Wood Duck Society

The Dump Nest


The Starling Dilemma

By Roger Strand

Starling on guard duty at the next box. A challenge for a hen wood duck.

A recent visitor to this website left the following question:  “How can you discourage starlings from taking over a wood duck house?  I have had wood ducks nest in the yard, but in the last few years, the starlings have literally jumped on the wood duck hen as she tried to enter the nest box.  Is there some sort of trap I could use?”  The questioner is not alone in his dilemma.

 Starlings can sometimes effectively wipe out wood duck production in local areas.  They are cavity nesters, and compete aggressively for the use of nest boxes.  Since their introduction from Europe in 1890, starlings have spread all across the country to completely overlap the range of the wood duck.  They are an alien species and are not protected by law.

In Ecology and Management of the Wood Duck (Stackpole Books1994), authors Bellrose and Holm concluded:  “Of the many species of animals competing for nest boxes, starlings provide the greatest threat to wood ducks.”

Most starling interference with wood duck nesting occurs during the prospecting and egg-laying phases, when the hen is only present for a short period each day.  Starlings may make small puncture holes in woodie eggs when the hen is away.  They commonly will bury the duck eggs under several inches of the coarse plant materials they use in constructing their own nest.

When the wood duck hen returns, she is often attacked by the starlings, now defending their new turf.  At times they will gang up.  Art Hawkins, pioneer waterfowl manager, once reported seeing eight of these birds harassing a hen, several of which affixed themselves to her back, riding her to the ground while pecking at her head.

Searching for preventative solutions, Don Helmeke experimented with innovative box designs, but full-fledged success remained elusive.  Another Wood Duck Society member, in desperation, tried to repel starlings by hanging rubber snakes near his boxes-- it didn’t work.  To be successful, the wood duck manager must go into an attack-and-destroy mode, directly targeting the offending starlings.

Traps, specifically designed to fit inside a wood duck house, have been found to be effective.  George Wellenkotter lives in a serious Wisconsin starling belt.  He developed an in-box trap for his own use which utilizes a spring mechanism to close a trapdoor, effectively capturing the starling inside the box.  George manufactures these and offers them for sale.  One customer trapped 500 starlings over a period of five years!   You may contact George at 309 Randolph Street; Edgerton, WI  53534.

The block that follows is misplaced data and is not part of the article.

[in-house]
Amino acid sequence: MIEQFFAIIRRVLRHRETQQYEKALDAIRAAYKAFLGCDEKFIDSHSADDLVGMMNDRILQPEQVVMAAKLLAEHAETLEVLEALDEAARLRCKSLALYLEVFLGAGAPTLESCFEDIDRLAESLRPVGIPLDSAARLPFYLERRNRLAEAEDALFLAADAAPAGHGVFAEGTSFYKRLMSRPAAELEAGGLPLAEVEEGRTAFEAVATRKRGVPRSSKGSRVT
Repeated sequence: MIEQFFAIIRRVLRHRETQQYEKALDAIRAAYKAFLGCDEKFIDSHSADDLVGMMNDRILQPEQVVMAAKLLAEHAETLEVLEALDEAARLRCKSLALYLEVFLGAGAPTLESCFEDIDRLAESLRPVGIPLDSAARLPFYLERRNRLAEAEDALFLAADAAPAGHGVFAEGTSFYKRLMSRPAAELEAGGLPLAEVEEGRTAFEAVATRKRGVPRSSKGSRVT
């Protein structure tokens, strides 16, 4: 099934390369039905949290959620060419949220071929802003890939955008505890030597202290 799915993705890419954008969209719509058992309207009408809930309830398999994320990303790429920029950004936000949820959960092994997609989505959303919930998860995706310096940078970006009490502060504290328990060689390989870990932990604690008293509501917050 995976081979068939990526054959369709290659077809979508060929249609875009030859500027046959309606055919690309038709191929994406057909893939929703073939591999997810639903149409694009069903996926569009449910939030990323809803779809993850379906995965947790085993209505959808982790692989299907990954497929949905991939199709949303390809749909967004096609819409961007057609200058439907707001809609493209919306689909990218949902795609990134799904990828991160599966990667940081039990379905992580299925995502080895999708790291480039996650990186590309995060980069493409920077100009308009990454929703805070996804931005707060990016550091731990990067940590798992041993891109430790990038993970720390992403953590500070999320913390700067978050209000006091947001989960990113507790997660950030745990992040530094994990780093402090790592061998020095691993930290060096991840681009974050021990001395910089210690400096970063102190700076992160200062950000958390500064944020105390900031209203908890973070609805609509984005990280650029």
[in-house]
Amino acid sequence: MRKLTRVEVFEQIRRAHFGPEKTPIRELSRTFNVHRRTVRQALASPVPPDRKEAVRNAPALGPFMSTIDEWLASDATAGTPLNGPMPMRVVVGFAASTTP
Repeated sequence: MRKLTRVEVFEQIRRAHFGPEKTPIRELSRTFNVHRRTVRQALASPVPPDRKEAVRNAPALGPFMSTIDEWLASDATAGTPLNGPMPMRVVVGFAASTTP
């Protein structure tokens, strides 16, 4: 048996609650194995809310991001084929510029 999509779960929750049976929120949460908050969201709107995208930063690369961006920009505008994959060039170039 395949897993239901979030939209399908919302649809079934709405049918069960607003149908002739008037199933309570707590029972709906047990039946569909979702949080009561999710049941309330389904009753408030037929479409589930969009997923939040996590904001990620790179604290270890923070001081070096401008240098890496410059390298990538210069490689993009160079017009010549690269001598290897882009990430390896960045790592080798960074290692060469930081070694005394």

To supplement his trapping efforts, Wellenkotter once tried hanging dead starlings—voodoo fashion—around the boxes. Sad to say, this seemed to have no effect on the remaining live birds.

Shotguns and rifles have been effective in some rural settings, but it’s not as easy as it may sound.  On my own unit in West Central Minnesota, starlings have presented only spotty problems, nearly all related to boxes located near our farmstead buildings.  I employ an effective but time consuming method of control, using .22 caliber birdshot ammunition.  The gun is fired from a tent blind set up twenty feet or less from the box (you must be very close.)  Enter the blind before dawn, pour a cup of coffee, and wait for the offending starlings to arrive.  They may perch near the box at first, which makes it easy.  If they enter the box, they will eventually reappear for guard-duty on the edge of the hole—a fatal habit in this scenario.  The fine birdshot won’t really harm the box, in contrast to a blast from a shotgun.

The use of gunfire and traps must be coupled with mechanical removal of starling nests whenever encountered.  After nest removal, the female may desert the box, particularly if she had begun incubating (or recently hatched) her clutch of greenish blue, speckled eggs.

Like wood ducks, starlings have an instinct to return to a previously successful nest site.  Therefore, as in other aspects of box management, regular monitoring is necessary—this time to avoid a string of successful starling hatches.

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